Even though hereditary factors play an important part in child development, most psychologists agree that both heredity and environment are essential for shaping the personality. The genotype interacts with the environment in numerous ways during the course of development, which results in the creation of the phenotype.
The phenotype depends on dominant genes as well as on the interaction of genes with the environment. Scientists have been studying the phenotype for decades in order to understand how the environment and the genes interact to produce a unique human being.
According to researchers, the individual differences that exist in the way people develop result from genetic factors, but they are influenced by life experiences as well. As a result, the environment to which a child is exposed in utero and after birth can impact the way the genes are expressed. For example, exposure to harmful drugs in utero can have a significant impact on the subsequent development of the child.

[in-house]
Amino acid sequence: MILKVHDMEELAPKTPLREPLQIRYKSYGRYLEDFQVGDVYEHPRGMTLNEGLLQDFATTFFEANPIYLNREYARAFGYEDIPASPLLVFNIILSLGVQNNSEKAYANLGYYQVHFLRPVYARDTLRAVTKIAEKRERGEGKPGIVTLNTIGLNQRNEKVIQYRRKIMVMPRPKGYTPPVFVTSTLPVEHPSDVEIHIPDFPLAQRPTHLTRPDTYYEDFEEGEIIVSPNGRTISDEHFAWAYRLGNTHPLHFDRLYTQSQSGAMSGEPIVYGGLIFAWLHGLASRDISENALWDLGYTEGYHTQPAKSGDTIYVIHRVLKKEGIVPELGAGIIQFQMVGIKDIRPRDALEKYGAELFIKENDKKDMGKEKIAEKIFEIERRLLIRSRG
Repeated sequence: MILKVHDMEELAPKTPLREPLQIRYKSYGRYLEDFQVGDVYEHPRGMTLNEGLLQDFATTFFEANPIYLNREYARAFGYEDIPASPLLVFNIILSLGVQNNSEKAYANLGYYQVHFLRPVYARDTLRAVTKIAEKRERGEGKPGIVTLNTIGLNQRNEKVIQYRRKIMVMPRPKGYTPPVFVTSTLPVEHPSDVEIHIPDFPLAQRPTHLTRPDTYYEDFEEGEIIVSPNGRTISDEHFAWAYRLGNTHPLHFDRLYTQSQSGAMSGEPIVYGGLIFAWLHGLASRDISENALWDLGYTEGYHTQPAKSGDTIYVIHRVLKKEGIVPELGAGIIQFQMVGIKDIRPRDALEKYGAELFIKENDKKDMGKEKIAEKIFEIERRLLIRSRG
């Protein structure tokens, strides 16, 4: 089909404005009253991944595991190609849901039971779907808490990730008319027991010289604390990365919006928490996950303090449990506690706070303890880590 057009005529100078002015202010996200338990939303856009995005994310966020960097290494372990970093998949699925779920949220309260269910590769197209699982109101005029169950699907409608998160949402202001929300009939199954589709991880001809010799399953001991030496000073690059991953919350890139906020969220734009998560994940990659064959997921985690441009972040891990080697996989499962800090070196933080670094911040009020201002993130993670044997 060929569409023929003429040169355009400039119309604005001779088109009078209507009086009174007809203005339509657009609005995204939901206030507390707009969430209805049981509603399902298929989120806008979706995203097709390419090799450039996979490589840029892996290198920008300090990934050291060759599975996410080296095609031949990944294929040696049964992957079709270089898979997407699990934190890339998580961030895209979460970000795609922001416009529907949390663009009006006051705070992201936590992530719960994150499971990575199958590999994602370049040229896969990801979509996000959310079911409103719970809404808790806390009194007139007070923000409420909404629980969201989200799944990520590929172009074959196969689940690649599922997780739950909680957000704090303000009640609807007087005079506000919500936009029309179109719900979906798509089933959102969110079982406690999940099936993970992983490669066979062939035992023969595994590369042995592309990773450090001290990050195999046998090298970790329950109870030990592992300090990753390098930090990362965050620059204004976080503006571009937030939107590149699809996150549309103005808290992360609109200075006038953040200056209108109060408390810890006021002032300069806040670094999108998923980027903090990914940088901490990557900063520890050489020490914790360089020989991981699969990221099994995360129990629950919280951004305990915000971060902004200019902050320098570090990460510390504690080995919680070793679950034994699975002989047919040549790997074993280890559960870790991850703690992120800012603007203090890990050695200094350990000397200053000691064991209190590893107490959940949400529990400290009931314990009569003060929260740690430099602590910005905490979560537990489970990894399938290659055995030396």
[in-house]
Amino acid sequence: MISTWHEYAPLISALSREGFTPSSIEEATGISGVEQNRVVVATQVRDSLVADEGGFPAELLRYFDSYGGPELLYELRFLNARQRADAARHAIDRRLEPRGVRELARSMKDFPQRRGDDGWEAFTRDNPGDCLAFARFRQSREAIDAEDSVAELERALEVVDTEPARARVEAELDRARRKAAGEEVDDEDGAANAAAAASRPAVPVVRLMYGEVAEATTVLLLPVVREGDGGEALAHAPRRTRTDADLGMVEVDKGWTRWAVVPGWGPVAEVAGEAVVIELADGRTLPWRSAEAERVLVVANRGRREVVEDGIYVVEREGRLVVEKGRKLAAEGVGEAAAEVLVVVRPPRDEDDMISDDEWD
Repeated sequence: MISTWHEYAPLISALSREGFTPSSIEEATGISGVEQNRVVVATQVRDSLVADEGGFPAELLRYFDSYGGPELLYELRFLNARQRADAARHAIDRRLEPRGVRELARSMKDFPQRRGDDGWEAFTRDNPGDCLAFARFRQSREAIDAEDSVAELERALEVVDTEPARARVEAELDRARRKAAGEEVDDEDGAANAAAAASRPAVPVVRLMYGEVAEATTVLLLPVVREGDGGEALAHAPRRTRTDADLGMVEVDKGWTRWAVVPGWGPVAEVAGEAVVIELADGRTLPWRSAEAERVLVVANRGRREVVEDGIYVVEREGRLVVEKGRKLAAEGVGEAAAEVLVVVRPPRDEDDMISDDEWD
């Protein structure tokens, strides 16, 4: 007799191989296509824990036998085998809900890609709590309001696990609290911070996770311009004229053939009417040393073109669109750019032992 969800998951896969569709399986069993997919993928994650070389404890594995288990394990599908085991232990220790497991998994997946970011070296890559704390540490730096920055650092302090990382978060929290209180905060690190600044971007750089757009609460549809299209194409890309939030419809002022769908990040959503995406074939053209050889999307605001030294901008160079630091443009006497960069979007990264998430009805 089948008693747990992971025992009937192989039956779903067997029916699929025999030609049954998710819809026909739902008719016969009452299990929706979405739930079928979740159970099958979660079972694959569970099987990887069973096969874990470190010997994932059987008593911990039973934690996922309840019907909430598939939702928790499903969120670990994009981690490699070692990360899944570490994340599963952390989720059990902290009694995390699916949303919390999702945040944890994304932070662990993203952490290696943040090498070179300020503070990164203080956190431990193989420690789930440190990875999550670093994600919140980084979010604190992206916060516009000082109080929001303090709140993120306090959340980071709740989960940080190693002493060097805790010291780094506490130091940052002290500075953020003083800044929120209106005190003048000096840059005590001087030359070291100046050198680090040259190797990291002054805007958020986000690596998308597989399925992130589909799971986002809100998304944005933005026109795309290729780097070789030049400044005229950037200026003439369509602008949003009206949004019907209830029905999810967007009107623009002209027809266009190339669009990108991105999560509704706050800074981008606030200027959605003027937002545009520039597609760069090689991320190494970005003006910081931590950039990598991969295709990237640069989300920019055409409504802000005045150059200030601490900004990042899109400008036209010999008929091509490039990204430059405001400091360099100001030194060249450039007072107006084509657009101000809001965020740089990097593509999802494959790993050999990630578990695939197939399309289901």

Most psychologists agree that temperamental differences have genetic origins, but the environmental factors may point development into a different direction. Genetics have an essential influence on child development, but they are just one piece of a puzzle that includes numerous environmental variables, such as parenting, education, culture and social relationships.